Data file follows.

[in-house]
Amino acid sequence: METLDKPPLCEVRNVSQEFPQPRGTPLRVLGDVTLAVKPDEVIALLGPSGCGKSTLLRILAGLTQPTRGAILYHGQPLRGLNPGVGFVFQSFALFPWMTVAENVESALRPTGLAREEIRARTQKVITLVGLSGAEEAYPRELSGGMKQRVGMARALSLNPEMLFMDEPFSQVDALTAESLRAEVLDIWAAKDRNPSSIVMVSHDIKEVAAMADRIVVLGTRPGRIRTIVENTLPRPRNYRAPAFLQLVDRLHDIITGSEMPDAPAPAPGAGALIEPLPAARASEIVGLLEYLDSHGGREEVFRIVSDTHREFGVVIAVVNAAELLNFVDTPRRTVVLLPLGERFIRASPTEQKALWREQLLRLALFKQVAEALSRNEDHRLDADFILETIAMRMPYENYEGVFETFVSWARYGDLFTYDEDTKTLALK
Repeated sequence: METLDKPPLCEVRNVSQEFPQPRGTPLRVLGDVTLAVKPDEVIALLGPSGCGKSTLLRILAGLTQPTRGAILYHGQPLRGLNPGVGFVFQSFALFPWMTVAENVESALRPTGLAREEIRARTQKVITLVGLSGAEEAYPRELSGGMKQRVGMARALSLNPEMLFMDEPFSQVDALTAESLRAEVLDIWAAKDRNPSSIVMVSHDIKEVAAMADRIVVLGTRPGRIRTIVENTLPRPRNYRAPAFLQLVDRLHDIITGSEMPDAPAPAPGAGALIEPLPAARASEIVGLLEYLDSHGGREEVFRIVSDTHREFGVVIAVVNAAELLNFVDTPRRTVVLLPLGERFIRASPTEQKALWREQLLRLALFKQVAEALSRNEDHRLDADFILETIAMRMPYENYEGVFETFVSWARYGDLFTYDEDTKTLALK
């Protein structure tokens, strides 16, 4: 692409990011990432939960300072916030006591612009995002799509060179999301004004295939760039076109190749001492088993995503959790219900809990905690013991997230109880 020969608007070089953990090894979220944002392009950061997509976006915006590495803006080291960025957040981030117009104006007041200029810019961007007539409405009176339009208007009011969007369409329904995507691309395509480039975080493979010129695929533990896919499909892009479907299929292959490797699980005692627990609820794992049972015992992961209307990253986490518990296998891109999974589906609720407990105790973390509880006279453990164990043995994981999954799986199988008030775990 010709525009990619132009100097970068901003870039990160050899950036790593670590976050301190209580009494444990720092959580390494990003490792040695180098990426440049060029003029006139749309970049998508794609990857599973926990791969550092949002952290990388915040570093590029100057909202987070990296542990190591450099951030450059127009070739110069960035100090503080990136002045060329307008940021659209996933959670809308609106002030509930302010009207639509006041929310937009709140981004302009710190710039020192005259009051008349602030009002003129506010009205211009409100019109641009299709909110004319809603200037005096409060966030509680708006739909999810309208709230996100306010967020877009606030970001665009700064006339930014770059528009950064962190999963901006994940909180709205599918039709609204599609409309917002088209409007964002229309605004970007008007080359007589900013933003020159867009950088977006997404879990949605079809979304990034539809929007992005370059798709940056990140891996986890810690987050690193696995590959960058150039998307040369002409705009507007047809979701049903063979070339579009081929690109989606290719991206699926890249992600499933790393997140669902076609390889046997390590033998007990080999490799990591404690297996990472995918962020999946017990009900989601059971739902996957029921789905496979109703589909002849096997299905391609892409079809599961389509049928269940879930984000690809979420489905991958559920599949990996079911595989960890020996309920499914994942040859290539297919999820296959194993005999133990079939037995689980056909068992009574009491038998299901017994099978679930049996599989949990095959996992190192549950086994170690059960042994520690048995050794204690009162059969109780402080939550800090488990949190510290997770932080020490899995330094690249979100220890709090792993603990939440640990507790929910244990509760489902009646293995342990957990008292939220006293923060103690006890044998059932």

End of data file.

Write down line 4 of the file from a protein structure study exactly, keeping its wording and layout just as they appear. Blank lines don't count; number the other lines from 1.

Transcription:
């Protein structure tokens, strides 16, 4: 692409990011990432939960300072916030006591612009995002799509060179999301004004295939760039076109190749001492088993995503959790219900809990905690013991997230109880 020969608007070089953990090894979220944002392009950061997509976006915006590495803006080291960025957040981030117009104006007041200029810019961007007539409405009176339009208007009011969007369409329904995507691309395509480039975080493979010129695929533990896919499909892009479907299929292959490797699980005692627990609820794992049972015992992961209307990253986490518990296998891109999974589906609720407990105790973390509880006279453990164990043995994981999954799986199988008030775990 010709525009990619132009100097970068901003870039990160050899950036790593670590976050301190209580009494444990720092959580390494990003490792040695180098990426440049060029003029006139749309970049998508794609990857599973926990791969550092949002952290990388915040570093590029100057909202987070990296542990190591450099951030450059127009070739110069960035100090503080990136002045060329307008940021659209996933959670809308609106002030509930302010009207639509006041929310937009709140981004302009710190710039020192005259009051008349602030009002003129506010009205211009409100019109641009299709909110004319809603200037005096409060966030509680708006739909999810309208709230996100306010967020877009606030970001665009700064006339930014770059528009950064962190999963901006994940909180709205599918039709609204599609409309917002088209409007964002229309605004970007008007080359007589900013933003020159867009950088977006997404879990949605079809979304990034539809929007992005370059798709940056990140891996986890810690987050690193696995590959960058150039998307040369002409705009507007047809979701049903063979070339579009081929690109989606290719991206699926890249992600499933790393997140669902076609390889046997390590033998007990080999490799990591404690297996990472995918962020999946017990009900989601059971739902996957029921789905496979109703589909002849096997299905391609892409079809599961389509049928269940879930984000690809979420489905991958559920599949990996079911595989960890020996309920499914994942040859290539297919999820296959194993005999133990079939037995689980056909068992009574009491038998299901017994099978679930049996599989949990095959996992190192549950086994170690059960042994520690048995050794204690009162059969109780402080939550800090488990949190510290997770932080020490899995330094690249979100220890709090792993603990939440640990507790929910244990509760489902009646293995342990957990008292939220006293923060103690006890044998059932």